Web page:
Oral health is something that should be highly valued! One of the most valuable lessons you can pass along to your children is the importance of good oral hygiene.
Actually, the road to a beautiful, healthy smile for your baby begins long before the first tooth erupts. A baby’s teeth begin forming before birth. All the primary (baby) teeth are present in a baby’s jawbones at birth. The teeth begin to appear about six months after birth, and all the primary teeth are usually visible around the age of 3.
As a mother, you play a very big part in helping your baby develop healthy teeth and gums. Daily dental cleaning should begin as soon as your baby’s first tooth appears. Try wiping the baby’s gums and teeth after each feeding with a piece of clean gauze or damp cloth to remove plaque. This will allow your infant to get used to having the inside of their mouth touched and will help prepare them for proper brushing and flossing later.
Dental problems can begin early in life. A major concern is baby bottle tooth decay which can result from an infant using a bottle during naps or at night; or when they nurse continuously from the breast. Babies should not be allowed to fall asleep with a bottle, and at-will nighttime breastfeeding should be avoided after the first primary (baby) teeth begin to appear. The discomfort of new teeth erupting in the mouth can cause your child to become irritable.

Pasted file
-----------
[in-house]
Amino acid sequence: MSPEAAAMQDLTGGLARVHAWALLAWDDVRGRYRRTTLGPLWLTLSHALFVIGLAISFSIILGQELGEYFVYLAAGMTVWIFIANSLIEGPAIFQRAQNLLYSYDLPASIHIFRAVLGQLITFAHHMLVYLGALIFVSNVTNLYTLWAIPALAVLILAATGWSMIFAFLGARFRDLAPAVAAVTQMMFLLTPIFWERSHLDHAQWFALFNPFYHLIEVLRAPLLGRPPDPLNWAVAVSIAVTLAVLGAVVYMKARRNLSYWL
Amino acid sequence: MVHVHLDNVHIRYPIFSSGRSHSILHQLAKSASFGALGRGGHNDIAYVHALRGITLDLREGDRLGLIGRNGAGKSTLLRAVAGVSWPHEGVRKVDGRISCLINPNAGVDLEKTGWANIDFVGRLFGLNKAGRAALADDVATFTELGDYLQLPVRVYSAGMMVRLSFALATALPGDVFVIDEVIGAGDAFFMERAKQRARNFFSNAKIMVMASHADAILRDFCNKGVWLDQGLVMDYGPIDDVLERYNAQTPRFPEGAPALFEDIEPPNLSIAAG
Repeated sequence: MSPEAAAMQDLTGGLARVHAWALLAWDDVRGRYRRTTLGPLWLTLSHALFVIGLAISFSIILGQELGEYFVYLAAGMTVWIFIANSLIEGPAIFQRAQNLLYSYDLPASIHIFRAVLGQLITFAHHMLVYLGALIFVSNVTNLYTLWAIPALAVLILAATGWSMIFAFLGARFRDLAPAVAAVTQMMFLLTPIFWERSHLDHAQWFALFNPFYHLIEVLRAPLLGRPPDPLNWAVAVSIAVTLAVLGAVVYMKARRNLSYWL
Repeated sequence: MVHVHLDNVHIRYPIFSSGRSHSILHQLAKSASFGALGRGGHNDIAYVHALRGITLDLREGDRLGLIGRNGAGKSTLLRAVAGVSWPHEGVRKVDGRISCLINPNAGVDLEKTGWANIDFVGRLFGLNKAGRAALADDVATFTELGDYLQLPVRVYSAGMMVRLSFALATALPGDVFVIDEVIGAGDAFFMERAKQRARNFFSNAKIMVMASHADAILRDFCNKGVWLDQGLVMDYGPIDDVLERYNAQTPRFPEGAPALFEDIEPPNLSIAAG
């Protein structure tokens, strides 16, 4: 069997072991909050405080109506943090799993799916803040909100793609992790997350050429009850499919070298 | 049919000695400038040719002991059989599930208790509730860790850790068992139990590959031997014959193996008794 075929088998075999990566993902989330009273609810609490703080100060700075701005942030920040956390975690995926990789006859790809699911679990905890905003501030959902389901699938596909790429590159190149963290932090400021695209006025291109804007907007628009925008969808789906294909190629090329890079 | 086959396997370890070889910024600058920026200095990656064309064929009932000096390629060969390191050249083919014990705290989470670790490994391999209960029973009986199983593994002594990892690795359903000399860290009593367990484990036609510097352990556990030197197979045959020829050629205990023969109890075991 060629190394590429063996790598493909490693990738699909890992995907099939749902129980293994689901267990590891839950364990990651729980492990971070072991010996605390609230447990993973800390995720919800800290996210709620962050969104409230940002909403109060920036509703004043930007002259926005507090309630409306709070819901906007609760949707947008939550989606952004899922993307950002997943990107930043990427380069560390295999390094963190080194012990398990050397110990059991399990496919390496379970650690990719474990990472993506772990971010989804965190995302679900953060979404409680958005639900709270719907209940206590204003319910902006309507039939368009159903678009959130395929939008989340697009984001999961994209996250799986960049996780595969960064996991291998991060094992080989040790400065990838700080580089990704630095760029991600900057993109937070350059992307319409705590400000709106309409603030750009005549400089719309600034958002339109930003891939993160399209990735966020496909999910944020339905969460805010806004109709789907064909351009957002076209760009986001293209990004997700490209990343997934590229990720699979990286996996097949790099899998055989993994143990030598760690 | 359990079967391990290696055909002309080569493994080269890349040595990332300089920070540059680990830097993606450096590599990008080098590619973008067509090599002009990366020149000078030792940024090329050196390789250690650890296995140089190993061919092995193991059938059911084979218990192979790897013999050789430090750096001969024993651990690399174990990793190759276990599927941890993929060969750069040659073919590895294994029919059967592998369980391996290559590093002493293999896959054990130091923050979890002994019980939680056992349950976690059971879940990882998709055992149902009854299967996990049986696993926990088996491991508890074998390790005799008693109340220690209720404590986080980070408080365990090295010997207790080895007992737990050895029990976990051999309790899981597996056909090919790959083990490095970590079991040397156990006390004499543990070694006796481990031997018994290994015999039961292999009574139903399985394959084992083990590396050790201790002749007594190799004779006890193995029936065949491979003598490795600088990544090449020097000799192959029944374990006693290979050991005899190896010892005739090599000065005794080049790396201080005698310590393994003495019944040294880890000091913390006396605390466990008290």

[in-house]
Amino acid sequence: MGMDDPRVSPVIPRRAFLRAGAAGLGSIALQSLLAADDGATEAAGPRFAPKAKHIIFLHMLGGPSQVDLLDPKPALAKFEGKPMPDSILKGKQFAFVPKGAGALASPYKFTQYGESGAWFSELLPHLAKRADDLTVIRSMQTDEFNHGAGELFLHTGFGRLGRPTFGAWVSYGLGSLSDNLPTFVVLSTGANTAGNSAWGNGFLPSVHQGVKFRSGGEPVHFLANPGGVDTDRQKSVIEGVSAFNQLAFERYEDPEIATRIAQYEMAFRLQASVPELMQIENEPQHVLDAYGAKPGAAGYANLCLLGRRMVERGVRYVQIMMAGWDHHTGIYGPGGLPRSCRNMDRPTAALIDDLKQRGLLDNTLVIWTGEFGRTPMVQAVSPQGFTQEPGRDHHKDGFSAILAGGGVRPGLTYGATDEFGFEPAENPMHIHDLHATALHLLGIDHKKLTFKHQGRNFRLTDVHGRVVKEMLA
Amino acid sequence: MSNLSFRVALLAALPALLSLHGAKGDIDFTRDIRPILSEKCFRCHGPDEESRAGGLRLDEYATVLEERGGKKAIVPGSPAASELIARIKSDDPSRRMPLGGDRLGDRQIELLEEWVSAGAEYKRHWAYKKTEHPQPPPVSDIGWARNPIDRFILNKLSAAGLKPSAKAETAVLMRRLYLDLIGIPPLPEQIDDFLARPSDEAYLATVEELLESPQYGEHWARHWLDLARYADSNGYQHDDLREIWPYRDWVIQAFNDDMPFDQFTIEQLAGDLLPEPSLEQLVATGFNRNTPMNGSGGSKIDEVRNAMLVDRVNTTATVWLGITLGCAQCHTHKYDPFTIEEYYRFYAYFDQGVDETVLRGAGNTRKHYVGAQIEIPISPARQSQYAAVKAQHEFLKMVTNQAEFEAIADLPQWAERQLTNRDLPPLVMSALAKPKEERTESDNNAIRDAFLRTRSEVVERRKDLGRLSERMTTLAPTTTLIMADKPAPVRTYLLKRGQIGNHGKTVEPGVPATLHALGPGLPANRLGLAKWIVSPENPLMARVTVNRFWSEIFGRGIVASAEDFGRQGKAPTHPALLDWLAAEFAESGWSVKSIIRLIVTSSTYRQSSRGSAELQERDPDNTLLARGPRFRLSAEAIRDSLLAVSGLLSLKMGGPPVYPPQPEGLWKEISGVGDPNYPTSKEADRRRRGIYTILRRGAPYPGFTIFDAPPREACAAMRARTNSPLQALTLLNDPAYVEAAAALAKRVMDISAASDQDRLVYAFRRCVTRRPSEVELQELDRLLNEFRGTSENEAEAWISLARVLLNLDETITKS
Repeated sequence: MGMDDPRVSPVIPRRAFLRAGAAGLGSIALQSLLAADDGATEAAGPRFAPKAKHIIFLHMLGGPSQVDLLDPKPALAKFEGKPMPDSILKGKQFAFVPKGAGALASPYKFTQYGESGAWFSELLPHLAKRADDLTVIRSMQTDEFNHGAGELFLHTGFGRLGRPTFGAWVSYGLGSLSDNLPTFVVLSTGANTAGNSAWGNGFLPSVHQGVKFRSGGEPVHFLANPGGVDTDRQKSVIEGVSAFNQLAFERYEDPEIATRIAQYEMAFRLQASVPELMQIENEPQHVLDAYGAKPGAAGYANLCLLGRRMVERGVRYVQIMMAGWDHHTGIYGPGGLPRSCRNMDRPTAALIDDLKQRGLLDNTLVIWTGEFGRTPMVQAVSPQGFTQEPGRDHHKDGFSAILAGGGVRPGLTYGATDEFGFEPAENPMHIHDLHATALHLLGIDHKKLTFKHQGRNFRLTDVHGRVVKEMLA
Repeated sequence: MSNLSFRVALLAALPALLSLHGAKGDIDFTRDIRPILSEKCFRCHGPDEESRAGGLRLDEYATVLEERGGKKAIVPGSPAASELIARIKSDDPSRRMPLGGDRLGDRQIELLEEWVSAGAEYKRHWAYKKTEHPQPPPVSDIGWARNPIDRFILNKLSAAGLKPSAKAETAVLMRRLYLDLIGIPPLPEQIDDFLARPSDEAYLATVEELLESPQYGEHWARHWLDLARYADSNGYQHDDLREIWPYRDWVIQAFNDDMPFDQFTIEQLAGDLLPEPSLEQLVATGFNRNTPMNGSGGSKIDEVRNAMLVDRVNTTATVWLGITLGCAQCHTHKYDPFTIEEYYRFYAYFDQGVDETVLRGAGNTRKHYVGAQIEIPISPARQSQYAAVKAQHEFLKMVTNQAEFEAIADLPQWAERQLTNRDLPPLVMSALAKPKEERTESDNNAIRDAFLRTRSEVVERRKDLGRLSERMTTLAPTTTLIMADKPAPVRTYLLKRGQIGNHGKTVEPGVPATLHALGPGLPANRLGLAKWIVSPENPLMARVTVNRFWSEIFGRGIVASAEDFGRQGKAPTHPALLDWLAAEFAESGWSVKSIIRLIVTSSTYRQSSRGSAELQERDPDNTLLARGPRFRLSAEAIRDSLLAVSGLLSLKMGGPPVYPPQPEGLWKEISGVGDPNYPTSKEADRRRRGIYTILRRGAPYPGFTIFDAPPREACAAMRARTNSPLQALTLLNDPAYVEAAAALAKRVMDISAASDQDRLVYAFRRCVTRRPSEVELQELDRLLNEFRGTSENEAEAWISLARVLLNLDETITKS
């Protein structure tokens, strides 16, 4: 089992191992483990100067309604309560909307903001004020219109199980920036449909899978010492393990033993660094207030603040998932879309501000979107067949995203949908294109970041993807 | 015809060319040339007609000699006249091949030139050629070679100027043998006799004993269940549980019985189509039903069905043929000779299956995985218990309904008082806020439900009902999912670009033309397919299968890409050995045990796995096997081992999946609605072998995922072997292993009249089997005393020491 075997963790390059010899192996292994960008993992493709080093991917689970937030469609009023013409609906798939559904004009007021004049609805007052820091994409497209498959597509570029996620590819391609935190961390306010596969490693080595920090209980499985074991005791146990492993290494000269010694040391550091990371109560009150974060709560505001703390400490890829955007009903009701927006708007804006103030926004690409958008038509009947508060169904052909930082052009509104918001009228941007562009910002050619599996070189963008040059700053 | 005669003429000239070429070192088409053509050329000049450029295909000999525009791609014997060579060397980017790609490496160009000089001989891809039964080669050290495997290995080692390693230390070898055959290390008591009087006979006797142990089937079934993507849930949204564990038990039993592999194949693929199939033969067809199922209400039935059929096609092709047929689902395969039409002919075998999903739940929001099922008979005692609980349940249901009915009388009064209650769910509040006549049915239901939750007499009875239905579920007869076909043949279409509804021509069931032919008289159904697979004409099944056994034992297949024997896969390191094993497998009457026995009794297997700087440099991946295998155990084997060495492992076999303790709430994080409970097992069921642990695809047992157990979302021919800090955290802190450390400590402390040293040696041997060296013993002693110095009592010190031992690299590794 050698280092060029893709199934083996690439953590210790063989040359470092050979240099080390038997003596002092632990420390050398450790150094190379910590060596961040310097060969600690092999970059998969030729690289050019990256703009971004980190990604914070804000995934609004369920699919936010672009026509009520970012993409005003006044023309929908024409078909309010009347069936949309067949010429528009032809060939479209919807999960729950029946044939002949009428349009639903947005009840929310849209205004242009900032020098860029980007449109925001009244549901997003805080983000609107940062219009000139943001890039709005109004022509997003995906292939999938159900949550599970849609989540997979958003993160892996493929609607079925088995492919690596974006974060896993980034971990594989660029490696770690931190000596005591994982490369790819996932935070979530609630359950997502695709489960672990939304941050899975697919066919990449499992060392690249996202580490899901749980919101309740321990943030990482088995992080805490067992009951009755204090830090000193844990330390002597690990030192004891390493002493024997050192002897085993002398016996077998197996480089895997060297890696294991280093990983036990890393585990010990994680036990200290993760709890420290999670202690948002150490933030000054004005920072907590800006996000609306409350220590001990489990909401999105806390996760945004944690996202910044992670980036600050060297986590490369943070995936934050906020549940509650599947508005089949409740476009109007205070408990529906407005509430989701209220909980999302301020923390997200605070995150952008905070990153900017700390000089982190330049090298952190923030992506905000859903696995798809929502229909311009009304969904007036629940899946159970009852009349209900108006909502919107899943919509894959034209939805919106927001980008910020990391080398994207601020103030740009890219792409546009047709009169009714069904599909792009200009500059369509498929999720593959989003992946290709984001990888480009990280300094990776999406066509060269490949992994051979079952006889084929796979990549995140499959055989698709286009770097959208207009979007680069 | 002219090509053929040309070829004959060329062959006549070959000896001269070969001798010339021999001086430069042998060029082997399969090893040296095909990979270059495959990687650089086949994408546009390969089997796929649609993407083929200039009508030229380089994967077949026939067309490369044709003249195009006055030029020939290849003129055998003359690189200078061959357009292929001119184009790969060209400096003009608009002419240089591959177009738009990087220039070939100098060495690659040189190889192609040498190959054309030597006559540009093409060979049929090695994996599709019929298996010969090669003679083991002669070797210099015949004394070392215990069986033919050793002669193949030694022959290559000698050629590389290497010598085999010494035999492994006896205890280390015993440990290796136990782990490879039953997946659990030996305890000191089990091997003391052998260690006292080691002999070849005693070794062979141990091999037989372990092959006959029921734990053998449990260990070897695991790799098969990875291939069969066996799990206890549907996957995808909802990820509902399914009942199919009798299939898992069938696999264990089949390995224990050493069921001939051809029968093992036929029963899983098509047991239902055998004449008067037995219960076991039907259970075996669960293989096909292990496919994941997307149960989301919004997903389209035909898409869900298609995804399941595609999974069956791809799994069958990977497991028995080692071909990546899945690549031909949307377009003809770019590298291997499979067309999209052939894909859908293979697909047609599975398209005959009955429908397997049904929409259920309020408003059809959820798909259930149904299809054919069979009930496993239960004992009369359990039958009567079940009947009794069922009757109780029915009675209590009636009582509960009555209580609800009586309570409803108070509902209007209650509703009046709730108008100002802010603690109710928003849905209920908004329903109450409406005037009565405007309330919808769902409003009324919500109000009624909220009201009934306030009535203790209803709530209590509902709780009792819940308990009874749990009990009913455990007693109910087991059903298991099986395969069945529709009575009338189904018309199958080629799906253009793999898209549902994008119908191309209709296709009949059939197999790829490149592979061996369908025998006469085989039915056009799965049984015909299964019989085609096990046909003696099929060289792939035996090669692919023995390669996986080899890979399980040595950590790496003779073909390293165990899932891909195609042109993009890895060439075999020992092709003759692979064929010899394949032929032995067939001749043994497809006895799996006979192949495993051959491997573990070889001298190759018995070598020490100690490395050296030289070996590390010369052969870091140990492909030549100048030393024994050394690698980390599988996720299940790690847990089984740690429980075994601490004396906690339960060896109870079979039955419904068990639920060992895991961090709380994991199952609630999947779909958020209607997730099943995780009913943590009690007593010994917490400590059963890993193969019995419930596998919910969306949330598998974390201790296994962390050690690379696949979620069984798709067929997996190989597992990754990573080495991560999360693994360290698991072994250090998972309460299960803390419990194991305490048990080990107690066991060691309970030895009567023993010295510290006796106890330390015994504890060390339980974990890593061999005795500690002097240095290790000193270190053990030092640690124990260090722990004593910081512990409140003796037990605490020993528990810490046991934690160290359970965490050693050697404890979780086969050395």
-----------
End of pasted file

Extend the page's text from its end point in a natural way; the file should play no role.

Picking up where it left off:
You can help to ease some of this discomfort by lightly rubbing your baby’s gums with a clean finger, a cool, wet gauze pad or a cooled teething ring. You should also check the baby’s teeth periodically for early signs of tooth decay. Cavities can appear as white, yellow or brown spots or lines on the teeth.
Plaque bacteria occurs faster in children than it does in adults, and oral diseases (among the most untreated of all childhood diseases) can result in severe tooth decay and pain for the affected child, interfering with eating, sleeping, speaking, learning, and playing, whereas children with healthy teeth and gums chew food easily, learn to speak clearly and grow to smile with confidence.
As a new mom, you should make sure your child’s teeth are clean and brushed until your child is 5 to 6 years of age, at which time they can be taught to brush and floss properly on their own. The habits your child develops as a baby will not only carry them through their formative years but can be reflected in beautiful, healthy smiles for a lifetime.
At Grover Dental Care, our doctors and staff enjoy establishing lasting, caring relationships with children, helping them to develop healthy smiles for life that would make any parent proud. We would welcome your visit!
Yours for better dental health.
Dr. Russell Grover